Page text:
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Ron Paul's Rally: Kirchick Bait


MINNEAPOLIS - Yes, that's a brochure for the John Birch Society, festooned with Paul quotes in favor of the group and advertising his coming appearance at their convention. No kookery has been turned away from the Target Center, and you can pick up merch from the late Aaron Russo's Restore the Republic (like his film From Freedom to Fascism) to copies of USA Tomorrow (cover story: "Two Innocent and Patriotic Citizens Dodge 64 IRS Lethal Bullets in a Triumph for Justice and the American Way").

This stuff stands out in an otherwise boisterous, busy rally, with a surprising number of reporters, bloggers like Jane Hamsher and Glenn Greenwald, and Libertarian presidential candidate Bob Barr was mobbed outside talking to sign-waving Paul people.

The content of the speeches: All over the map. I walked into the arena to hear Constitution Party founder Howard Phillips demand that Paul backers nail down John McCain "and Barack Hussein Obama" over the North American Union. "This is the biggest threat to our liberty since the war of Northern Aggression," he rumbled. But he was followed up by presidential historian Doug Wead, waxing kindly about how nice young people are and how Paul "spoke up for me" at the debates.

But back to that brochure. It's truly weird to see a (former) presidential candidate photoshopped into a photo of Robert Welch* by people who like him.

*Fixed this.

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  • ||

    I contributed to the Paul campaign (~ $200 and time through my local meetup), despite the fact that I do not and did not intend to vote. I thought his message was a good primer for libertarian ideas and that if enough people were attracted to these ideas, we could bring them into the full libertarian fold. What a waste of time and money.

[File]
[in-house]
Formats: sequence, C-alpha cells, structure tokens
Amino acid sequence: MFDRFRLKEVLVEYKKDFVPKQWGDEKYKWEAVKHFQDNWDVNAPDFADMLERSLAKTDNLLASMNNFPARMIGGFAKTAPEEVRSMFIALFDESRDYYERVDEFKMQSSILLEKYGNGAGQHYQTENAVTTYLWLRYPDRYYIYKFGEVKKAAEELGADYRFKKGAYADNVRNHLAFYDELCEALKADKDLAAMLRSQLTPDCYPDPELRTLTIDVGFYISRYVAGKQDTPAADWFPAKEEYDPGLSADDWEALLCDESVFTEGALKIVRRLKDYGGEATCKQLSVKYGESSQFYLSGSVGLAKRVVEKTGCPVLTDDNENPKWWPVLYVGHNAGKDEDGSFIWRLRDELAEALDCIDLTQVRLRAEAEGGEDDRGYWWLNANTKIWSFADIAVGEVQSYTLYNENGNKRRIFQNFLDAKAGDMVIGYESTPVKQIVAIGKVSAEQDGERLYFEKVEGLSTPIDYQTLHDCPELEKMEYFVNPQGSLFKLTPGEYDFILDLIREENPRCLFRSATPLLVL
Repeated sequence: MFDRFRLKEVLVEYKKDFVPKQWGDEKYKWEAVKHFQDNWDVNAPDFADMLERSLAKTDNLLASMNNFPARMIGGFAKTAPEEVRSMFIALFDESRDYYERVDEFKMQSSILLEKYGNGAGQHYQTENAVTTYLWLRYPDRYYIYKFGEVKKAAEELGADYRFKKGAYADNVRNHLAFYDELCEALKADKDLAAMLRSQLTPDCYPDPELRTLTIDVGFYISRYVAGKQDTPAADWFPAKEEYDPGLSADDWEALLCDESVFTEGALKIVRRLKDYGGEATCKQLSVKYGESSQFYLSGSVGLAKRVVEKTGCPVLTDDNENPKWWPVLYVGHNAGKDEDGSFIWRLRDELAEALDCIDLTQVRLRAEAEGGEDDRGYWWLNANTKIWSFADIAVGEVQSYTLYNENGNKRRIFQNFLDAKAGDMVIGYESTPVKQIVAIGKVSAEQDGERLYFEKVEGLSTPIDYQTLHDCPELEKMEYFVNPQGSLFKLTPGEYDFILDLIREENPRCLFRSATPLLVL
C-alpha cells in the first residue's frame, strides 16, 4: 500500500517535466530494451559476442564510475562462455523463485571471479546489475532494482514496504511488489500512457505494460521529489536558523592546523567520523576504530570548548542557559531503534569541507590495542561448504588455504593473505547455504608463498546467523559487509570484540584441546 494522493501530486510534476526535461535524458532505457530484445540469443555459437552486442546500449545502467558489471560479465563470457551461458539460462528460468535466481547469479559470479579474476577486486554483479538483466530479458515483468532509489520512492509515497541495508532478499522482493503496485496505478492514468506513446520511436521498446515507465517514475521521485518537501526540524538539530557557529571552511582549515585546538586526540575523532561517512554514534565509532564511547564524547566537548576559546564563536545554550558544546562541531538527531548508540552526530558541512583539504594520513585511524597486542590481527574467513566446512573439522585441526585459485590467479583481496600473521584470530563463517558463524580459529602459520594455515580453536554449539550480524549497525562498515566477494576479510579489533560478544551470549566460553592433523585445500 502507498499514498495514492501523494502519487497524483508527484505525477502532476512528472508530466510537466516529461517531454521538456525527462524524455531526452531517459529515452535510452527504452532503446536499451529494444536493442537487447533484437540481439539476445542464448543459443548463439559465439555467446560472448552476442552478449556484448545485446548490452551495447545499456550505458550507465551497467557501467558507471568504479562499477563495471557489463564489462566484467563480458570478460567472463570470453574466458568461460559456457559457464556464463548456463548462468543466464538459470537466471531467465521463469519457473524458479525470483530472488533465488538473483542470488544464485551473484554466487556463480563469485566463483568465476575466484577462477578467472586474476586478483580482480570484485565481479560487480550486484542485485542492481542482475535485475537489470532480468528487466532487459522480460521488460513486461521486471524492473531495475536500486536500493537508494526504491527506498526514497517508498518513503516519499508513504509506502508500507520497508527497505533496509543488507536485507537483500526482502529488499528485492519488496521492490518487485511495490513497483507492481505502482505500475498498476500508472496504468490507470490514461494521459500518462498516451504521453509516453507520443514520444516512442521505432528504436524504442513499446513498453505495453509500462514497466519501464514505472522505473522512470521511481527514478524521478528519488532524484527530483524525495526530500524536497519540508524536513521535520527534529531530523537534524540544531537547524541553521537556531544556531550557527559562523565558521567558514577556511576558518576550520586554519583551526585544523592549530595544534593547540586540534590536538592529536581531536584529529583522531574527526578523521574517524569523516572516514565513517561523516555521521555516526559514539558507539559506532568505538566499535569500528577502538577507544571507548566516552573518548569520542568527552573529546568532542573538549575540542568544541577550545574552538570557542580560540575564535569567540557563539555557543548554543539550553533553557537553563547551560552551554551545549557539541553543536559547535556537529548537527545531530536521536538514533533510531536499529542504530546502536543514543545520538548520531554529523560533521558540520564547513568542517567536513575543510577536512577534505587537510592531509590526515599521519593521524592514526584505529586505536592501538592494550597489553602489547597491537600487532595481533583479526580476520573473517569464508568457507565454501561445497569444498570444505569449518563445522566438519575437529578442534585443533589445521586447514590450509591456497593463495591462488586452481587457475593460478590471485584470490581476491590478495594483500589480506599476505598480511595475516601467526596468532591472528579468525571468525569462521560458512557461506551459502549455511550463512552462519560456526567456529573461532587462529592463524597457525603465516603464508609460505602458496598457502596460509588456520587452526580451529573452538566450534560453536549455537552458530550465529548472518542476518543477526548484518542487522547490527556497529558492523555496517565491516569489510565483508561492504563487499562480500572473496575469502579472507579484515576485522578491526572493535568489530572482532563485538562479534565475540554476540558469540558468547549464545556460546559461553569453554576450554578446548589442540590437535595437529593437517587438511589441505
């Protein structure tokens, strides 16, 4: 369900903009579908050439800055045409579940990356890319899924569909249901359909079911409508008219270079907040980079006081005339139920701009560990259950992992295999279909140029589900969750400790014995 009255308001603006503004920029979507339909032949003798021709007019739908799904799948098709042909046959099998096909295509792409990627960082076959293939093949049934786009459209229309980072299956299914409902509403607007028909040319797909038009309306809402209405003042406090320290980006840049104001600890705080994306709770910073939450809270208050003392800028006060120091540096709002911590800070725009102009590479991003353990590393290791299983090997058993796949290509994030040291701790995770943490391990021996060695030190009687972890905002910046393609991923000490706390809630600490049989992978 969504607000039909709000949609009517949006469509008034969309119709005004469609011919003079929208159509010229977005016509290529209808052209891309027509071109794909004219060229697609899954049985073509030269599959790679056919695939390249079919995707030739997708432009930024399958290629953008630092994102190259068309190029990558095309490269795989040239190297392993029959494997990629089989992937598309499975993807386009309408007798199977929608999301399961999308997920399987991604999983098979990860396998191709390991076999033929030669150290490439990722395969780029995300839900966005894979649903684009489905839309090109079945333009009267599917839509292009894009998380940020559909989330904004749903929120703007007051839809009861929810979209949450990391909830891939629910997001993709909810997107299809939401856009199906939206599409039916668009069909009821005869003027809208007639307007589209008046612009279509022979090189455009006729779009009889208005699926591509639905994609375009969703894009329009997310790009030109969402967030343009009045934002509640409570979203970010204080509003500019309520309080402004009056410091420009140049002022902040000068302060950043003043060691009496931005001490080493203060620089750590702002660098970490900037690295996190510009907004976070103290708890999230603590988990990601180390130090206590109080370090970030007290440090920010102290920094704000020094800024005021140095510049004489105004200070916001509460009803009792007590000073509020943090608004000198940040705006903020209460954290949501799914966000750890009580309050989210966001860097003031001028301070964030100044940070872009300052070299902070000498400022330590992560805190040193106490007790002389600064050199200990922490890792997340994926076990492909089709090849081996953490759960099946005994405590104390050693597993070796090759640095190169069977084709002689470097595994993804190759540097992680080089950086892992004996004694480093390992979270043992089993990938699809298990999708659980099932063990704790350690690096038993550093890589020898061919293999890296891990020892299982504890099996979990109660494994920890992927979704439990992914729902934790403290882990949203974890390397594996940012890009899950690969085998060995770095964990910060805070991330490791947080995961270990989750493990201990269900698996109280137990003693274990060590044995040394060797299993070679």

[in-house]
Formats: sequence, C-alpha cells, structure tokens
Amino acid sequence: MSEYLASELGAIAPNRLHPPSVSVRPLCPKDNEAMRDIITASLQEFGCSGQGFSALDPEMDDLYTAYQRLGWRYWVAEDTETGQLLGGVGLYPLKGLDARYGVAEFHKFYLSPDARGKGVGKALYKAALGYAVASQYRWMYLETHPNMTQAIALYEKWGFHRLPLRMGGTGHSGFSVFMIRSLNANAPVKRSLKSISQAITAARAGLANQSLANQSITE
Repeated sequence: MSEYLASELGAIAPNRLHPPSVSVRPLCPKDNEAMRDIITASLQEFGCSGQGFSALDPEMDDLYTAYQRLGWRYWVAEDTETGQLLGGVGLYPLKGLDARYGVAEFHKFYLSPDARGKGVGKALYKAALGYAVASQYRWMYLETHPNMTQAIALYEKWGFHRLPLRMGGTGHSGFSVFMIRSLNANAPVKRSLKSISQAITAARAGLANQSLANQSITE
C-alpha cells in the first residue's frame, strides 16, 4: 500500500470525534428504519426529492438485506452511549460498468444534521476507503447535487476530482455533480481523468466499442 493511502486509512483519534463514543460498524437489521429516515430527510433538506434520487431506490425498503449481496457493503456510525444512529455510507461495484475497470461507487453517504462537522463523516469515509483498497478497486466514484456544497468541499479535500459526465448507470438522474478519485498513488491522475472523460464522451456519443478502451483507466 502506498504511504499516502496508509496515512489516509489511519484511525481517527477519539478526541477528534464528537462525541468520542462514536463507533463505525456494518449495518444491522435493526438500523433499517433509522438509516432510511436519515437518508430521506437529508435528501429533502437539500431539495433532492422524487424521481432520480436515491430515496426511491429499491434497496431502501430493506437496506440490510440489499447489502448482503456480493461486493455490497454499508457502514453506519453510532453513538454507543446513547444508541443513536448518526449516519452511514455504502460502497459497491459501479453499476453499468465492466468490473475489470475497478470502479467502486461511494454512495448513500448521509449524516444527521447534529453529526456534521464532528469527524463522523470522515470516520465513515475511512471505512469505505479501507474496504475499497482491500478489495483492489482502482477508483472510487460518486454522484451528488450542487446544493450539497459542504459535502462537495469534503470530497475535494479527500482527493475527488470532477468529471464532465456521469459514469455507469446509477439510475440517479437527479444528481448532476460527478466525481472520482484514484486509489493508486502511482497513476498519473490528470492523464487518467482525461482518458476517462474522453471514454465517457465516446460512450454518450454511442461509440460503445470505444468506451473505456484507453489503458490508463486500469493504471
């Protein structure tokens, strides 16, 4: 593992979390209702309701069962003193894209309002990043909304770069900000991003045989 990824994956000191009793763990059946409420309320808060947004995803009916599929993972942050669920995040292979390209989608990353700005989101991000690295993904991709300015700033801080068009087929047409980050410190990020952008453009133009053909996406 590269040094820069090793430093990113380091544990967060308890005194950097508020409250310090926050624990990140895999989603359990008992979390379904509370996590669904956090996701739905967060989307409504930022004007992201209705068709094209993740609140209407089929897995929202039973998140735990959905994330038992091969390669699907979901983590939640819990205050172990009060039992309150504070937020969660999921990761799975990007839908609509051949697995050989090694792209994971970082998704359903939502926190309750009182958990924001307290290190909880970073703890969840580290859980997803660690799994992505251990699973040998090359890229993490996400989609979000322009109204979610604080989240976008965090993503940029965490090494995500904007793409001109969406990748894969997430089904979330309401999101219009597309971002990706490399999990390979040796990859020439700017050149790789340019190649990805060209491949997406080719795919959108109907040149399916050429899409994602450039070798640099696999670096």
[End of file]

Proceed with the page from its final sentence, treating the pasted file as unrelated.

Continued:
1. The newsletters

    2. The decidedly nonlibertarian commercials

    3. A just say yes policy to every kook and truther

    4. A cult-like following similar in kind, but not degree, to Obama worship

    Thanks but no thanks Ron.

  • ||

    My experience has been much like hotsauce's. I still am a member of my local RP meetup group, which means I still receive group e-mails. It's really disheartening to see garbage/discussions that LoneWacko would heartily approve of filling up my Inbox. RP created a big, but sparsely populated, tent. Much of what remains in that tent is, well, odd.

  • ||

    Have libertarians become more "Birchist", or have Birchers become more libertarian? I think it's the latter. I remember years ago that the Birchers at the local AO bookstore used to go apeshit whenever I suggested legalizing drugs or prostitution. They were caricatures of Nolan Chart conservatives: every economic freedom imaginable, but no personal freedoms whatsoever. But during the Ron Paul campaign season I ran across a boatload of Birchers who definitely seemed libertarians. They took a step backward with their opposition to immigration and trade, but they've softened considerably with respect to personal freedoms.

    I think they are salvagable, if only we can cure them of their conspiracism. Unfortunately, the Conspiracy Theory of History is *the* core JBS belief.

  • ||

    Am I being over sensitive to the AP headline, "Hundreds show up for rally...", then read in the story that 10,103 tickets were sold. Did several thousand people buy tickets and only a few hundred showed up?

  • Justin Raimondo||

    Weigel's reporting is dubious: the fact that literature is being handed out at a political convention -- including some that may not have the approval of the sponsor -- is hardly "news." That Weigel focuses on this is all too telling: the Orange Line Mafia is relentless, isn't it?

    Oh, and it's Robert Welch, not Joseph. But such obvious errors are only the least embarrassing aspect of Reason's "coverage" of the biggest libertarian event since the American Revolution.

    When is Reason going to let up on Ron, and start getting back in touch with its ostensibly libertarian roots? Never, I expect.

  • ||

    @other Tim

    The theme of the RNC alternative* gatherings has been: divide expected turnout by 10 and you have a reasonable accurate number.

    *alternative meaning protests, pointless rally's like the Ron Paul's, dinner parties, etc